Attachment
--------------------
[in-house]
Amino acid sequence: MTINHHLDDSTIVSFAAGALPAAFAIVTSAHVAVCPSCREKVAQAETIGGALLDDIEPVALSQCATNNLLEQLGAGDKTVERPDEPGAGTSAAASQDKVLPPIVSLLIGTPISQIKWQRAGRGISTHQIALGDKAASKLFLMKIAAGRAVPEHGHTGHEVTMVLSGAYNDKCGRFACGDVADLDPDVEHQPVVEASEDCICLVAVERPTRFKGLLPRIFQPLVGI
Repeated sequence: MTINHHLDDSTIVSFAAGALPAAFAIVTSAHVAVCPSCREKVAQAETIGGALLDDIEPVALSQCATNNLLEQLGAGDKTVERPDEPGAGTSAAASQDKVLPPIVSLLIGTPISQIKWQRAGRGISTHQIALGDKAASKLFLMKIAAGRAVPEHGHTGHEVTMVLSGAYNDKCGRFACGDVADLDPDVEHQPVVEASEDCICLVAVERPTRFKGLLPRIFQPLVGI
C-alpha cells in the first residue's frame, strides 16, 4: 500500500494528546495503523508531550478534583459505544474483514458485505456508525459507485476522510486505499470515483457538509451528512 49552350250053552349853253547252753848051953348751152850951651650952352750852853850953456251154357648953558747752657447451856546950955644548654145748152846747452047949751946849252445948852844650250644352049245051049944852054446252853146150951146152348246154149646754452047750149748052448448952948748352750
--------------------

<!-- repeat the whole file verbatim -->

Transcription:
[in-house]
Amino acid sequence: MTINHHLDDSTIVSFAAGALPAAFAIVTSAHVAVCPSCREKVAQAETIGGALLDDIEPVALSQCATNNLLEQLGAGDKTVERPDEPGAGTSAAASQDKVLPPIVSLLIGTPISQIKWQRAGRGISTHQIALGDKAASKLFLMKIAAGRAVPEHGHTGHEVTMVLSGAYNDKCGRFACGDVADLDPDVEHQPVVEASEDCICLVAVERPTRFKGLLPRIFQPLVGI
Repeated sequence: MTINHHLDDSTIVSFAAGALPAAFAIVTSAHVAVCPSCREKVAQAETIGGALLDDIEPVALSQCATNNLLEQLGAGDKTVERPDEPGAGTSAAASQDKVLPPIVSLLIGTPISQIKWQRAGRGISTHQIALGDKAASKLFLMKIAAGRAVPEHGHTGHEVTMVLSGAYNDKCGRFACGDVADLDPDVEHQPVVEASEDCICLVAVERPTRFKGLLPRIFQPLVGI
C-alpha cells in the first residue's frame, strides 16, 4: 500500500494528546495503523508531550478534583459505544474483514458485505456508525459507485476522510486505499470515483457538509451528512 49552350250053552349853253547252753848051953348751152850951651650952352750852853850953456251154357648953558747752657447451856546950955644548654145748152846747452047949751946849252445948852844650250644352049245051049944852054446252853146150951146152348246154149646754452047750149748052448448952948748352750